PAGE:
What do you get when a deconstructionist joins the mafia ?

An offer you can't understand.

Friday, March 30, 2007

Mexico, Narco States and drug law

On the CBC's The Current today (March 30 2007) they interviewed Charles Bowden, author of Down by the River: Drugs, Money, Murder, and Family. (Bowden lives in Tucson, Arizona.)
After discussing the fact that Mexico is essential a narco state governed by drug cartels supported by the military, he suggests that the only solution to the problem is the legalization of the sale of drugs. Making them illegal has turned a health issue into a legal issue, created an enormous burden on the state, and made the cartels rich.
I tend to agree with him. As I have said before, "there is no salvation in law". The Ontario Temperance Act of the 'nineteen teens' helped turn secret Italian socio-political extortion societies into modern organized crime in this Province. Money sent back to the old country helped the development of Crime in Calabria and Sicily.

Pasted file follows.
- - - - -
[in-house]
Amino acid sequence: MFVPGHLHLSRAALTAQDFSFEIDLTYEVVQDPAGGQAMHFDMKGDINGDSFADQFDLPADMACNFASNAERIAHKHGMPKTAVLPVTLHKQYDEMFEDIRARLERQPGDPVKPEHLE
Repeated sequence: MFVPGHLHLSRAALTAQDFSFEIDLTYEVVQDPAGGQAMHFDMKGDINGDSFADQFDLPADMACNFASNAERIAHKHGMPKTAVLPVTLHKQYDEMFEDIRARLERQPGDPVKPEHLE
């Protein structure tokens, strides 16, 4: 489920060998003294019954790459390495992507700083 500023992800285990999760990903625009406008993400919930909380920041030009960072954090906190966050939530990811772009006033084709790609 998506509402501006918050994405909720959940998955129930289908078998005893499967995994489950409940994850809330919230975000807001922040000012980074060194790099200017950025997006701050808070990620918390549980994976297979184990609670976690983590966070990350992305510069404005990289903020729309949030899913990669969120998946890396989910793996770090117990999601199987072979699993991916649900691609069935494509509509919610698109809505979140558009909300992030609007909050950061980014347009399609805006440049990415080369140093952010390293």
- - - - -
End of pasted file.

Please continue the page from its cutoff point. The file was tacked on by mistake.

Drug laws aid and abet organized crime at home and abroad the ensure the creation of narco states run by people with drug money they use to buy off badly paid police, soldiers etc.
Since America is the largest consumer of illegal drugs in the world, American anti-drug laws are especially useful to international organized crime.
If the drugs were made legal, and the regulated and taxed, the prices would remain considerably lower, the tax money could go directly to the health care system to deal with drug abuse, the budgets of police and national security now being focused on fighting organized drug dealers could be refocused, the connection between arms dealers and drug dealers could be dissolved.
Sure problems would still exist, and murky ethical issues would have to be addressed, but not only is what we're doing not working, the only people it benefits are organized criminals. Without their drug profits, their toxic influence on local economies is considerably lessened, which limits the damage they can do elsewhere. Illegal drugs are expensive because they are illegal, make them legal and the margins shrink, leaving more money for the legiti8mate economy: qualities of life for the non-users in the family will improve, especially if drug abuse becomes a health/mental health issue, in which an open an honest policy of concern is made central to our drug policies.
The only people who benefit by attempts to legislate morality are those without any morality.

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